Soviet Union Table of Contents
Fish has always been a prominent part of the Soviet diet. Until the mid-1950s, the bulk of the Soviet catch came from inland lakes, rivers, and coastal waters. Thereafter, the Soviet Union launched an ambitious program to develop the world's largest oceangoing fishing fleet, which consisted of 4,222 ships in 1986. The Soviet Union became the world's second leading fish producer, trailing Japan by a small margin throughout the 1970s and 1980s. In 1986 Soviet production amounted to 11.4 million tons, most of which was caught in marine fisheries.
The Atlantic Ocean supplied 49.2 percent of the total catch in 1980, while the Pacific Ocean yielded 41.3 percent. The Caspian, Black, Azov, and Aral seas, suffering from lowered water levels, increased salinity, and pollution, became relatively less important fisheries in the 1970s and 1980s. Whereas Murmansk had been the one large fishing port before the expansion of the oceangoing fleet, by 1980 there were twenty-three such ports, the largest of which were Vladivostok, Nakhodka, Kaliningrad, Archangel, Klaipeda, Riga, Tallin, Sevastopol', and Kerch'. In 1982 more than 96 percent of the frozen fish, 45 percent of the canned fish, 60 percent of the fish preserve, and 94 percent of the fish meal delivered to market was processed at sea by large, modern factory ships.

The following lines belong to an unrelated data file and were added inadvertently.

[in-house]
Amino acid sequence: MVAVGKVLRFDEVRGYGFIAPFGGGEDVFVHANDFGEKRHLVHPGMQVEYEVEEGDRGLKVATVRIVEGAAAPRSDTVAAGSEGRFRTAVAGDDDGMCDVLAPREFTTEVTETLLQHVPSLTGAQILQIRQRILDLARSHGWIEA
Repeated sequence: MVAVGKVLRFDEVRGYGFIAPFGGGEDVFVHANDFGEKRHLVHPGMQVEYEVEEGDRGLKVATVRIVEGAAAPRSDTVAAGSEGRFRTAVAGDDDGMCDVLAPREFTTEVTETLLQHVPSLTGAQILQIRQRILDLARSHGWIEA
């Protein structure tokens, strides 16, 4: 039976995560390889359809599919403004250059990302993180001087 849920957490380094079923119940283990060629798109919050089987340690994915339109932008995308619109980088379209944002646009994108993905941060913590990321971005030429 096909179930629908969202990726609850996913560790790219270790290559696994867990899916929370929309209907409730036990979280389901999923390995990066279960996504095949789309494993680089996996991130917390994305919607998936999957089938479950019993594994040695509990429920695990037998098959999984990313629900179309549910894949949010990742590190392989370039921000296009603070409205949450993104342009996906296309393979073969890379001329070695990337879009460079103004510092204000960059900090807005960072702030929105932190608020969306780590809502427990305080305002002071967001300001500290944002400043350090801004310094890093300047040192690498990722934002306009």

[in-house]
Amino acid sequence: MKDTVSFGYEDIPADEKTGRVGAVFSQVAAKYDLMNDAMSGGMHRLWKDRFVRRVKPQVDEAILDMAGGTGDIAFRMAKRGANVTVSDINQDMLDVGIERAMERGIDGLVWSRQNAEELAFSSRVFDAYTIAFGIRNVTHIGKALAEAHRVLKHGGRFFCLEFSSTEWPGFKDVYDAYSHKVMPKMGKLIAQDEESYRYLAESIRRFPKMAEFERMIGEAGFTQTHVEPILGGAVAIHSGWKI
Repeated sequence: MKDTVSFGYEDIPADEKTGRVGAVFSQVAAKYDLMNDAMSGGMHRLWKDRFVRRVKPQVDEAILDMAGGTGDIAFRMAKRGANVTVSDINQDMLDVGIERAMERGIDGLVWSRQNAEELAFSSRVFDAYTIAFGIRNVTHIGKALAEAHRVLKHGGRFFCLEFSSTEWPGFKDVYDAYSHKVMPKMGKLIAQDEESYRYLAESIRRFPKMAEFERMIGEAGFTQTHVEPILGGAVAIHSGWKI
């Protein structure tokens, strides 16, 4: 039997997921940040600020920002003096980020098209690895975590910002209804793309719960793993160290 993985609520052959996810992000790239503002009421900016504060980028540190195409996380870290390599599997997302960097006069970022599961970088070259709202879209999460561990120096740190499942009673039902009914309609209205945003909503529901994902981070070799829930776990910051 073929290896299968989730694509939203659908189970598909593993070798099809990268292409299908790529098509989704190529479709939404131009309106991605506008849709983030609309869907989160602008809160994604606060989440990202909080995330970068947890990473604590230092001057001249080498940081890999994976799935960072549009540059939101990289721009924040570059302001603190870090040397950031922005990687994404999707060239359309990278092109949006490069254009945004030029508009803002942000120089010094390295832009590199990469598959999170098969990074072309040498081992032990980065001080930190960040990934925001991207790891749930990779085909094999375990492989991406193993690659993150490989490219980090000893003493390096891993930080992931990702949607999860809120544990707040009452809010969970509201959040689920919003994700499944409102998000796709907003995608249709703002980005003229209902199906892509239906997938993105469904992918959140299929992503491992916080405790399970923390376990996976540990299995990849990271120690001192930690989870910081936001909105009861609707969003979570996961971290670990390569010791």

Because of the worldwide trend of claiming 200-mile territorial waters, total fish production fell after 1977. The open Pacific was viewed as a promising fishery to offset reduced production in coastal waters, which had been yielding up to 60 percent of the Soviet catch. Inland fisheries also began to receive more attention, and fish farming was promoted as ponds were established close to urban centers. Between 1961 and 1980, the production of fresh fish by such enterprises increased by over 8.8 times, reaching 158,300 tons. The Eleventh Five-Year Plan called for pond fish production to be tripled.
Data as of May 1989